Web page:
Most of the characters in the stories are memorable, as one would expect in fiction.  One that particularly struck me was the country rector.  He was widower, quite ancient and stuffy, and with a bit of a posh accent as you might expect.  He was a dyed-in-the-wool, rabid Tory,  of course.  But he was also a deeply unpleasant man.  One of his rather pious parishioners even referred to him as a ‘brute’ and a ‘sadist’.  His daughter had been so suppressed by him that she could hardly show any personality at all, being almost crippled by shyness.

I thought all this rather odd, and rather BBC-ish, but not entirely beyond the bounds of possibility.

As if set to balance the dreadful rector, we had the village stonemason.  He was a right-on liberal with advanced political ideas ahead of their time.  His self-appointed task seems to have been to educate the locals out of their complacency and to lead them from serfdom.  He was so inflamed by the injustices of his world that he would risk everything to voice his complaints.  He was made to suffer in consequence.  A champion of the poor indeed.

It was the stonemason who wrote a very rude letter to the very top man at the Post Office in London, complaining that the poor people in his village had to pay an unreasonable sum to the Post Office merely to receive a telegram.  The reason for this surcharge was that the village was more than seven miles from the local post office ; hence the delivery costs had to be paid.  Indeed, such a charge on poor people was unjust.  At a time when a farm labourer was lucky to earn ten shillings a week, three shillings and sixpence was a heavy price for a telegram (which, by its nature, would require urgent attention on an important matter).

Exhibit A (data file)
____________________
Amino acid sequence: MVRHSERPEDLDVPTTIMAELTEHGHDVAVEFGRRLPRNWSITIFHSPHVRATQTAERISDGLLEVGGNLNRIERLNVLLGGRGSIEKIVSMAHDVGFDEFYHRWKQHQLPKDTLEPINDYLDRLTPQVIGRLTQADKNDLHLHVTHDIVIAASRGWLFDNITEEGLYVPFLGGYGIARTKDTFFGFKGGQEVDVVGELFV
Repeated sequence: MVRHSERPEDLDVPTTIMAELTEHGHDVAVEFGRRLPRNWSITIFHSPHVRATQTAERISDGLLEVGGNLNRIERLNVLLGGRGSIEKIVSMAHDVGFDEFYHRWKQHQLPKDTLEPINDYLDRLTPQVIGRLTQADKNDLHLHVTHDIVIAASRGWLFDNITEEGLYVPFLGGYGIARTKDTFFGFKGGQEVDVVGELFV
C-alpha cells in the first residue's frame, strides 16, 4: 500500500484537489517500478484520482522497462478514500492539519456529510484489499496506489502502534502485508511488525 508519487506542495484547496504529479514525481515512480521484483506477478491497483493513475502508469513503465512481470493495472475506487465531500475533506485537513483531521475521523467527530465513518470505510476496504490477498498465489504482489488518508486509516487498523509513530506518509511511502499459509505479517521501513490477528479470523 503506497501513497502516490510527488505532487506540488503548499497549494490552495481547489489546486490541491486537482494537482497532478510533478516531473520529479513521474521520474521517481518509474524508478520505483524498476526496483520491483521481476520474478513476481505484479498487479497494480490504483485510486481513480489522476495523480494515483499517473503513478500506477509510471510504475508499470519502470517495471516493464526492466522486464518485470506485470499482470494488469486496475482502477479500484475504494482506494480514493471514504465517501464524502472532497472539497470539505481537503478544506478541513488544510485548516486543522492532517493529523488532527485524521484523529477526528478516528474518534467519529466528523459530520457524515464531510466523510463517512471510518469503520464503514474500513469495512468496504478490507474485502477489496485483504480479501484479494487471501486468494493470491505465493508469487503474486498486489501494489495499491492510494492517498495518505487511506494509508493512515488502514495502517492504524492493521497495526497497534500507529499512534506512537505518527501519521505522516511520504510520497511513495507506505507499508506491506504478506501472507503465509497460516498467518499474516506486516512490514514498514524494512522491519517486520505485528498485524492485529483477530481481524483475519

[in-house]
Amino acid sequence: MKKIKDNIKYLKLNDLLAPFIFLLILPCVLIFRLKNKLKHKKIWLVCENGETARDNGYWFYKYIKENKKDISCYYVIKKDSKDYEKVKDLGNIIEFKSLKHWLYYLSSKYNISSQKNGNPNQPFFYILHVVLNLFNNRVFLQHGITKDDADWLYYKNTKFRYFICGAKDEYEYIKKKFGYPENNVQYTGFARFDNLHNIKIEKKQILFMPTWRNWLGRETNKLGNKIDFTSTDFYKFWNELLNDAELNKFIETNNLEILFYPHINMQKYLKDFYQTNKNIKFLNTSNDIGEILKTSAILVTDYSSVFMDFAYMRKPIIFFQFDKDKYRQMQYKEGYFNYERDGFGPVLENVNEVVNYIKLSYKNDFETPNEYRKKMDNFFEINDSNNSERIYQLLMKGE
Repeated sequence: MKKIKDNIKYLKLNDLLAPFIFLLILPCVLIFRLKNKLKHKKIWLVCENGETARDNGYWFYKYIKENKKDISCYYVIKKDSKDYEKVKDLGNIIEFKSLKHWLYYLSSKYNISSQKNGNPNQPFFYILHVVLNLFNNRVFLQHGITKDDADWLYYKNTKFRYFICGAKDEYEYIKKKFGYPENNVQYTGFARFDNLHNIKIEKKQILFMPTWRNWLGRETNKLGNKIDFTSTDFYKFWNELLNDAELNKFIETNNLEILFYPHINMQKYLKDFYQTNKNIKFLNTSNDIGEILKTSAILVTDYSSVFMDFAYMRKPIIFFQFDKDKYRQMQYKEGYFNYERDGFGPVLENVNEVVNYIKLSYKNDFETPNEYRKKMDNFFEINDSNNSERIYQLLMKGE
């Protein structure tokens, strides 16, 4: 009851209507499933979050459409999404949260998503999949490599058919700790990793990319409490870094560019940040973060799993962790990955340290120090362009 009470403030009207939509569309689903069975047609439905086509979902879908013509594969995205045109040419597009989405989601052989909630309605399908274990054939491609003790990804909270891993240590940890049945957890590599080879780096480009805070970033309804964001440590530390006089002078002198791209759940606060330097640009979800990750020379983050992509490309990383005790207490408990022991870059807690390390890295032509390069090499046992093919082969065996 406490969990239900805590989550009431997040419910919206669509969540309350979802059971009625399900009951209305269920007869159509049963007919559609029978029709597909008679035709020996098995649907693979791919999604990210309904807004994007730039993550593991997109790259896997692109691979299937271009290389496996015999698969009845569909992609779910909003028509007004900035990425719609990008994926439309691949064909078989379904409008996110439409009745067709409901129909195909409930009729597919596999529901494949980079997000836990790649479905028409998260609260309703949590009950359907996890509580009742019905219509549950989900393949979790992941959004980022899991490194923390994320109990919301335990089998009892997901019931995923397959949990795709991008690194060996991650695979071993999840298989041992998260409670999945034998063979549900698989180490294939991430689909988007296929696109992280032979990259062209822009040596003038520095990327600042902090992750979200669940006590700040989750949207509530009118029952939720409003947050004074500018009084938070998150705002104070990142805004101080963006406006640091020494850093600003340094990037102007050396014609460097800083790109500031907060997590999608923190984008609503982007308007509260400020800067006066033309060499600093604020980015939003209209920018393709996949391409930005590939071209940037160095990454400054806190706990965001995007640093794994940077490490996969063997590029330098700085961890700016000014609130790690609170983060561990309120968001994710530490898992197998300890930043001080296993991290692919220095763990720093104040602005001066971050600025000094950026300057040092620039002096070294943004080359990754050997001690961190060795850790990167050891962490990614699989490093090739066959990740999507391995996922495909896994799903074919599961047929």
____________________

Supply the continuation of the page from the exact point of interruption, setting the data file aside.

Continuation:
Well, I thought it was so very like the BBC to portray Victorian people in this way ; choosing the best and the worst to make its political points.  But then I remembered that the tv stories of Larkrise and Candleford are based on the recollections of a person who actually lived there ; the BBC series was an adaptation of her writings.  The story was not pure fiction.  So I bought Flora Thompson’s books – three of them under one cover.

What a surprise!  Miss Thompson’s recollections of the people she knew in her youth are very much at variance with the BBC’s interpretation of them.